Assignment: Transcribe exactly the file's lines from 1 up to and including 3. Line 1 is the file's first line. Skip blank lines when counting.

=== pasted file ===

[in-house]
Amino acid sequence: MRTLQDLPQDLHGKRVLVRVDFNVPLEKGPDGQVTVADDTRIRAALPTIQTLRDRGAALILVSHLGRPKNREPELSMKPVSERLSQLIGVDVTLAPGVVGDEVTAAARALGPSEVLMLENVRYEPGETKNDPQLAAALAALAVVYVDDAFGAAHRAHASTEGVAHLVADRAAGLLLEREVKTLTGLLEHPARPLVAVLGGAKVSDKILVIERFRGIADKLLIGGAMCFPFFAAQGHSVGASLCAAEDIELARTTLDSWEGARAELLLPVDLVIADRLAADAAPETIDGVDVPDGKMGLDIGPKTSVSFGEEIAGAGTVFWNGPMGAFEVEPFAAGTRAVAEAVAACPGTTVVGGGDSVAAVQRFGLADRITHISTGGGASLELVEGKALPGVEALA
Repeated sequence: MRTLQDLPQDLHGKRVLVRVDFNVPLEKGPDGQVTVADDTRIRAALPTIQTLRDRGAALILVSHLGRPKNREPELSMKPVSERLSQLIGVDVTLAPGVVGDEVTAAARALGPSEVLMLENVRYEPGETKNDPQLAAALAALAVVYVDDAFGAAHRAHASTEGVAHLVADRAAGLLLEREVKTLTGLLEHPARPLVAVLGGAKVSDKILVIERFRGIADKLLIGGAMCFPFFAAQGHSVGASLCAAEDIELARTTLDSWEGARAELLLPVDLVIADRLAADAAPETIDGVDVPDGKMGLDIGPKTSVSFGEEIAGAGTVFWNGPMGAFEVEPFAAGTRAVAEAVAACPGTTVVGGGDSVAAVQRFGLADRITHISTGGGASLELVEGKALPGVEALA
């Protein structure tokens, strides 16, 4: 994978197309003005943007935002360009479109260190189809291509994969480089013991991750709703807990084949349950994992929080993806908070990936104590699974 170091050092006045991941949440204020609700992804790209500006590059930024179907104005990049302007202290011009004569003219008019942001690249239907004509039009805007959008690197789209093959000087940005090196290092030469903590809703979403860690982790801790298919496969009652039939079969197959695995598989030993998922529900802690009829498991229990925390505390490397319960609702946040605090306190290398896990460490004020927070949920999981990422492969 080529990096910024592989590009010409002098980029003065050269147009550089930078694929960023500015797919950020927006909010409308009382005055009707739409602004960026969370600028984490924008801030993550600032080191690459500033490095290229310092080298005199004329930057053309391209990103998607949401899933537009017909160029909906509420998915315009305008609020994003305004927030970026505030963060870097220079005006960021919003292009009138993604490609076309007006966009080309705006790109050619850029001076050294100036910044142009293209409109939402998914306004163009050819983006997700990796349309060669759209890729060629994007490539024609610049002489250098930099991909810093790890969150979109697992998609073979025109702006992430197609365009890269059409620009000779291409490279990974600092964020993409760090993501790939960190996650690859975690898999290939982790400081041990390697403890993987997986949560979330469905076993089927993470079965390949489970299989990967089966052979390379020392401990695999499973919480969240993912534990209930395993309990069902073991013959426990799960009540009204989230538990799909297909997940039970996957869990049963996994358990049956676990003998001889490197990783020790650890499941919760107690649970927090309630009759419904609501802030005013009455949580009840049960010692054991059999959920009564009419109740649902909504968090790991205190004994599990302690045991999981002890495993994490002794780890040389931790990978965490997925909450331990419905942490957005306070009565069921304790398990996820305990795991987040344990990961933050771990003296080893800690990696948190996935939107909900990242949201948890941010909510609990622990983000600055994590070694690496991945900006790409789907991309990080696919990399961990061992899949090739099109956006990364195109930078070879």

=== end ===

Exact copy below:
[in-house]
Amino acid sequence: MRTLQDLPQDLHGKRVLVRVDFNVPLEKGPDGQVTVADDTRIRAALPTIQTLRDRGAALILVSHLGRPKNREPELSMKPVSERLSQLIGVDVTLAPGVVGDEVTAAARALGPSEVLMLENVRYEPGETKNDPQLAAALAALAVVYVDDAFGAAHRAHASTEGVAHLVADRAAGLLLEREVKTLTGLLEHPARPLVAVLGGAKVSDKILVIERFRGIADKLLIGGAMCFPFFAAQGHSVGASLCAAEDIELARTTLDSWEGARAELLLPVDLVIADRLAADAAPETIDGVDVPDGKMGLDIGPKTSVSFGEEIAGAGTVFWNGPMGAFEVEPFAAGTRAVAEAVAACPGTTVVGGGDSVAAVQRFGLADRITHISTGGGASLELVEGKALPGVEALA
Repeated sequence: MRTLQDLPQDLHGKRVLVRVDFNVPLEKGPDGQVTVADDTRIRAALPTIQTLRDRGAALILVSHLGRPKNREPELSMKPVSERLSQLIGVDVTLAPGVVGDEVTAAARALGPSEVLMLENVRYEPGETKNDPQLAAALAALAVVYVDDAFGAAHRAHASTEGVAHLVADRAAGLLLEREVKTLTGLLEHPARPLVAVLGGAKVSDKILVIERFRGIADKLLIGGAMCFPFFAAQGHSVGASLCAAEDIELARTTLDSWEGARAELLLPVDLVIADRLAADAAPETIDGVDVPDGKMGLDIGPKTSVSFGEEIAGAGTVFWNGPMGAFEVEPFAAGTRAVAEAVAACPGTTVVGGGDSVAAVQRFGLADRITHISTGGGASLELVEGKALPGVEALA